The green light has been given for a social housing development plan in Midleton, despite fears over road safety. Cork County Council has approved a plan to develop lands at Abbeywood, Baneshane, close to Gaelscoil Mhainistir na Corann just off the N25, amid concerns that roads in the area are not suitable for the extra traffic which would be generated by the development.
Fine Gael Cllr Michael Hegarty told Monday’s Sitting of Cork County Council that, while he recognised the suitability of this site for housing, the proposed access roads to the site were wholly unsuitable.
“The improvement works on the slip road at Baneshane Roundabout and the N25 should be implemented forthwith before any development commences” he told the Council Executive.
East Cork Municipality Chairman, Noel Collins, said with 800 applicants on the housing list for Midleton the development must go ahead.
He said the development “may necessitate underpass parking and drive through, on the grounds of the safety and protection of pedestrians and children attending the adjacent Gaelscoil.”
Fine Gael Cllr Anthony Barry said he also had “serious reservations” for the health and safety of people using the slip road which is “not fit for the purpose in its present state.”
He said “it is a shame the Midleton to Carrigtwohill upgrade at the N25 was not implemented, as it would have dealt with the issue.”
Cllrs have also long campaigned for calming measures to be installed along a half mile section of road known locally as the Oaten Cake flyover.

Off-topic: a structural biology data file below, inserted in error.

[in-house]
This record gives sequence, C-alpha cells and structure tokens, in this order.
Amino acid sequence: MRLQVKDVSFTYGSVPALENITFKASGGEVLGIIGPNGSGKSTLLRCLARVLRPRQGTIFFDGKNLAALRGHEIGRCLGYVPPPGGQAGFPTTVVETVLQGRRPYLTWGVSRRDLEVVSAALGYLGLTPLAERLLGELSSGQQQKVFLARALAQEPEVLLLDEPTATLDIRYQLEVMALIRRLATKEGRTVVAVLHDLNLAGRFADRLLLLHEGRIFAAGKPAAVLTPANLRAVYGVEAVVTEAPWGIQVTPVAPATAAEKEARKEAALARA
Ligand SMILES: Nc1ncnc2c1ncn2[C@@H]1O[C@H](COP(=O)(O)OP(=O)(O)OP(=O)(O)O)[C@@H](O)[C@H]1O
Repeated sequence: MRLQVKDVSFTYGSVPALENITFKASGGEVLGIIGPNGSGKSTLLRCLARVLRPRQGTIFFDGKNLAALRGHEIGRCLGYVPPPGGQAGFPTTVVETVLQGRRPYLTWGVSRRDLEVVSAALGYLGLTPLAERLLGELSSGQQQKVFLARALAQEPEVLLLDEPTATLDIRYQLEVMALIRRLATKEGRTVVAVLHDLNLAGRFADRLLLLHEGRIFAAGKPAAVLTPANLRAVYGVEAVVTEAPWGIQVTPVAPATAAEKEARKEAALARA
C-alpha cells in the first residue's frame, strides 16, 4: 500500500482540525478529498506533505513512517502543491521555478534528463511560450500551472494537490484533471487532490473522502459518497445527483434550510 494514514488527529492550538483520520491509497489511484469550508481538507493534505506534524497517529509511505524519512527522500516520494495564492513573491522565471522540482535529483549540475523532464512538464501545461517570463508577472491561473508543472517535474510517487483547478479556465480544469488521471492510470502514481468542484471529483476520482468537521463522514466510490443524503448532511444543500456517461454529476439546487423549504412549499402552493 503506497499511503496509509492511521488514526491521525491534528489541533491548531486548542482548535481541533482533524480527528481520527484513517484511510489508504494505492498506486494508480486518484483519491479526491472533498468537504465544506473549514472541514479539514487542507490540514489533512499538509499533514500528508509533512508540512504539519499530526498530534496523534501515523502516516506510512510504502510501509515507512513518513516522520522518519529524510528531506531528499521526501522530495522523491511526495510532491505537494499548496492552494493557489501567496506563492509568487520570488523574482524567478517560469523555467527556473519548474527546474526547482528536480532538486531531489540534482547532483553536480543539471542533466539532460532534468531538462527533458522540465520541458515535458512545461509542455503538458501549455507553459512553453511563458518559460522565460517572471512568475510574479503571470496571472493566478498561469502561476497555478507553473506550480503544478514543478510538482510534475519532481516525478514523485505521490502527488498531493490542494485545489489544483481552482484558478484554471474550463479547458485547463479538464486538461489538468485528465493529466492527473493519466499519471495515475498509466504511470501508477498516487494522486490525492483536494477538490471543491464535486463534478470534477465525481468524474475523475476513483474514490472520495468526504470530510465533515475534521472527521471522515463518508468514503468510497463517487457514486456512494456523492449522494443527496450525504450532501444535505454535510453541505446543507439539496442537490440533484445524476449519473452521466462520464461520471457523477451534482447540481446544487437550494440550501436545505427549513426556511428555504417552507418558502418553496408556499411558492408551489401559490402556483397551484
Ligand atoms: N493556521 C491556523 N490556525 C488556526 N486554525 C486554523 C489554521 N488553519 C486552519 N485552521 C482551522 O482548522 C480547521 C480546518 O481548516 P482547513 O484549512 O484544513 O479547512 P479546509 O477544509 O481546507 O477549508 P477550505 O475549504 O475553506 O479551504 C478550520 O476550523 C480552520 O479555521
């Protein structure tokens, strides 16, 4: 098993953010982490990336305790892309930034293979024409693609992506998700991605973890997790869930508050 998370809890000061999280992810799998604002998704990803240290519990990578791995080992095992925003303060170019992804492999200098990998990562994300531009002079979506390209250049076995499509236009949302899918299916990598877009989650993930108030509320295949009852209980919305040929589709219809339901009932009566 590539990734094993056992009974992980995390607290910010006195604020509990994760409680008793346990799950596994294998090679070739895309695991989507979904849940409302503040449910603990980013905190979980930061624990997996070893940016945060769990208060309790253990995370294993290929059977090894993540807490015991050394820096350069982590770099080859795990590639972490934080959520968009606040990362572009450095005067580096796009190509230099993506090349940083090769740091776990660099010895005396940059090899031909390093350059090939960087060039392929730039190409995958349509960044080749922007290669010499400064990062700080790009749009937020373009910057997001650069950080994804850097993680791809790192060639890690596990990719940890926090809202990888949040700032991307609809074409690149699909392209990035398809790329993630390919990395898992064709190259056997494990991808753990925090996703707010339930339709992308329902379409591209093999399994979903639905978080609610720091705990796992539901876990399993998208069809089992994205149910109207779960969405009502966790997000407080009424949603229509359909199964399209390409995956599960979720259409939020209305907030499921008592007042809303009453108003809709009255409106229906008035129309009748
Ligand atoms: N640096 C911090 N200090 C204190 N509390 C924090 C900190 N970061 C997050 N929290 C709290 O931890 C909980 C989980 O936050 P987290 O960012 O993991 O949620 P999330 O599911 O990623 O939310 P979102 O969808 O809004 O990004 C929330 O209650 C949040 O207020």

This treacherous section of road links the Cork road to the N25 dual carriageway close to Gaelscoil Mhainistir na Corann.
Almost 500 students attend the National School daily, many using the flyover to access the school on foot.
County Chief Executive, Tim Lucey did not commit to making it a priority that the infrastructure would be upgraded prior to the commencement of the development.
He said “there are some mitigation measures in the scheme and a contribution to the future upgrade of the slip road.”
This is the second time Cllrs have given permission to develop social housing on the Baneshane site. In 2016 the Department of Housing and Local Government gave the Local Authority €13million to develop the site through public private partnership, but the plans were appealed to An Bórd Pleanala following traffic and flood concerns locally.
When the planning was eventually agreed, the rapid build project NAMA, who owned the land, decided they were no longer developing turnkey sites outside of Dublin.
The Department of Housing subsequently gave the Local Authority permission to purchase the acreage from NAMA.
The development includes a new culvert to divert the existing stream to allow for the development, improve flows through the site, and avoid flooding.
The new channel will bypass an undersized culvert that runs under the Baneshane Road towards the back of the Gaelscoil.
It’s understood a portion of low lying lands adjoining the site, which are in Cork County Council’s ownership, will be left to flood in extreme weather conditions.
A new Pumping Station will be provided for further drainage, which has already been agreed with Irish Water.